The American Pictorial Home Book
or Housekeeper's Encyclopedia - online book

A reference manual of household management in Victorian times.

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JELLIES AND PRESERVES.                          285
Cocoanut Jelly.—Put a pound of picked red currants into a china dish, pour over 4 ounces of clarified sugar, cover it and let it stand for a night in a cool place, the next day pour the currants over a stretched napkin or in a filtering bag and let it drain the juice off clear. In the meantime prepare a wine jelly in which only 2 lemons are to be used ; after the jelly has been clarified, strained and allowed to get cold mix it with the currant jelly.
Strawberry Jelly.—Allow 12 ounces of sugar for every pound of fruit, wash the berries in your kettle till soft, or boil them, mix in the sugar thoroughly, boil 1-2 hour, then put into glasses. The juice before preserving should be strained.
Orangk Jelly.—Boil 2 ounces of isinglass in 1 pint of water, 3-4 pound of loaf sugar in another pint of water, squeeze 8 oranges, add the juice and rind of 1 lemon and grate the peel of some of the oranges, mix all the ingredients together and let it boil for 20 minutes or less; strain through a flannel bag and put into glasses or a mould. Or two quarts of calve's feet or cow heel stock made stiff, add the juice of 12 large California oranges and the peel of 6, the juice of 2 lemons and the peel of 1 ; pare the oranges and lemons very thin, boil together for 1-2 hour and sweeten to taste. Strain through a piece of muslin into glasses.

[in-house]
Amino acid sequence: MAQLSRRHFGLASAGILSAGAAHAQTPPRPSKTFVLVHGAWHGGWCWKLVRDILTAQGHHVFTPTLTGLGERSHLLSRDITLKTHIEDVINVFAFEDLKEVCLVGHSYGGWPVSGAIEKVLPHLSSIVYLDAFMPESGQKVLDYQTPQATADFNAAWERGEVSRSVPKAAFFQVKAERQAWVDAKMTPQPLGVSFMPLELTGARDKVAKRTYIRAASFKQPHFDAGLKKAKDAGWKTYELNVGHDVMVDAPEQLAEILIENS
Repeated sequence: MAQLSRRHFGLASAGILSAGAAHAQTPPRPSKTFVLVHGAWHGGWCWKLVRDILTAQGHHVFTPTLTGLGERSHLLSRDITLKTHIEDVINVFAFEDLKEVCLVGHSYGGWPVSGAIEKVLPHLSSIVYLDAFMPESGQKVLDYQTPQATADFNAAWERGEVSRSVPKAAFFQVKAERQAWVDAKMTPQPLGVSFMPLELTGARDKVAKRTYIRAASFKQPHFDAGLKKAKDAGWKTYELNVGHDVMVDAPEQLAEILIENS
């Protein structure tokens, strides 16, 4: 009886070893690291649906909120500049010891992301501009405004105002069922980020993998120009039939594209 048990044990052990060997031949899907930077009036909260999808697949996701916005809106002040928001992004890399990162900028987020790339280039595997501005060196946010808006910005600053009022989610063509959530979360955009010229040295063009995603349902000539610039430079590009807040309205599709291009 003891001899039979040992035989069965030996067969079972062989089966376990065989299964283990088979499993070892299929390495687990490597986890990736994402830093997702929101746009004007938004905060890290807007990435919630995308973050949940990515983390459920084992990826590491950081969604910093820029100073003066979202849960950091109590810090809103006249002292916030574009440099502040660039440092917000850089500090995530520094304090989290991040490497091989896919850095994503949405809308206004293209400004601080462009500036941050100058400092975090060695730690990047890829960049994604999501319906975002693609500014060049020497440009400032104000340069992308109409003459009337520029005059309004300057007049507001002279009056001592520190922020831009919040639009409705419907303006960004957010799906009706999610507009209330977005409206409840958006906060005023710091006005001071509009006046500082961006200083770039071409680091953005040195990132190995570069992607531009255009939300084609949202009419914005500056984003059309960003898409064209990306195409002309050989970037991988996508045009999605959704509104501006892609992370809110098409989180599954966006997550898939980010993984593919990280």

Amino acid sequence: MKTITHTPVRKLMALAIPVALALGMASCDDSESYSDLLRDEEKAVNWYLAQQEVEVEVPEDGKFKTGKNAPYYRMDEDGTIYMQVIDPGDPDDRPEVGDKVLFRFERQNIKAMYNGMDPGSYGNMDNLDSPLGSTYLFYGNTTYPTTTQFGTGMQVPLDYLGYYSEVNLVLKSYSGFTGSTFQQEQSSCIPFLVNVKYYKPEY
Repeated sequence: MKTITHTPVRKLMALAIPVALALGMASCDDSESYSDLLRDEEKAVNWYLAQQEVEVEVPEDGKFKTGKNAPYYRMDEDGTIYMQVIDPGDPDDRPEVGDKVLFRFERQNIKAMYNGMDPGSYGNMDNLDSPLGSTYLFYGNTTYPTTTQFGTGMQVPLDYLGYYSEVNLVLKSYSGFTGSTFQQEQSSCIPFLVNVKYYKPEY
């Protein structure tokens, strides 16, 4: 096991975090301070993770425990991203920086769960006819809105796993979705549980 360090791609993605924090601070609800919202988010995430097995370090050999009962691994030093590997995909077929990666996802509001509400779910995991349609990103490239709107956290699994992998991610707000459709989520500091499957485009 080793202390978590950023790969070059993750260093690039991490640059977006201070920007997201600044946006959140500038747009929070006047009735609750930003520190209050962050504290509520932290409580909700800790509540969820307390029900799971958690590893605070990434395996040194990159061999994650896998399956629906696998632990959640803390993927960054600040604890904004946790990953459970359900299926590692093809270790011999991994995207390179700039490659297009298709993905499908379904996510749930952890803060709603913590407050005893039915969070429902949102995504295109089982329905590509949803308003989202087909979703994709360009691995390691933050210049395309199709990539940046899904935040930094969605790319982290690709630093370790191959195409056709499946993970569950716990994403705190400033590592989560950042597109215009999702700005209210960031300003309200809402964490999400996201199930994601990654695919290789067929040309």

Lemon Jelly.—Dissolve 1 ounce of isinglass in a pint of water, then add 1 pound of lump sugar, the juice and rind of 2 lemons, let it boil 10 minutes after the ingredients are in; strain into glasses or a mould.
Fruit Jelly with Champagne.—Put 2 ounces of gelatine in a stew pan with 3-4 pound of lump sugar, beat 3 whites of eggs, moisten them with 1 quart of water and the juice of a lemon, pour the whole into the stew pan containing the gelatine and put it on the fire, stirring with a wire whisk until it boils ; take the jelly off the fire, let it cool for a few minutes and strain it through a jelly bag, pour it back and strain again until it is perfectly clear; when quite cold add 1 pint of champagne to the jelly; cut some pears and apples to an olive shape and boiled in a syrup with dried cherries, preserved apri­cots and green gages, put a plain cylinder mould in the ice, pour in 1-8 inch thickness of jelly, pour in sufficient jelly to cover it, and con­tinue the layers offruit and jelly until the mould is nearly full then let it set a little and finish with jelly only ; cover the mould with a baking sheet with ice on the top, let it remain on the ice 2 hours, turn the jelly out of the mould and serve. This jelly may be garnished with fresh strawberries, grapes, apricots, peaches, currants, &c.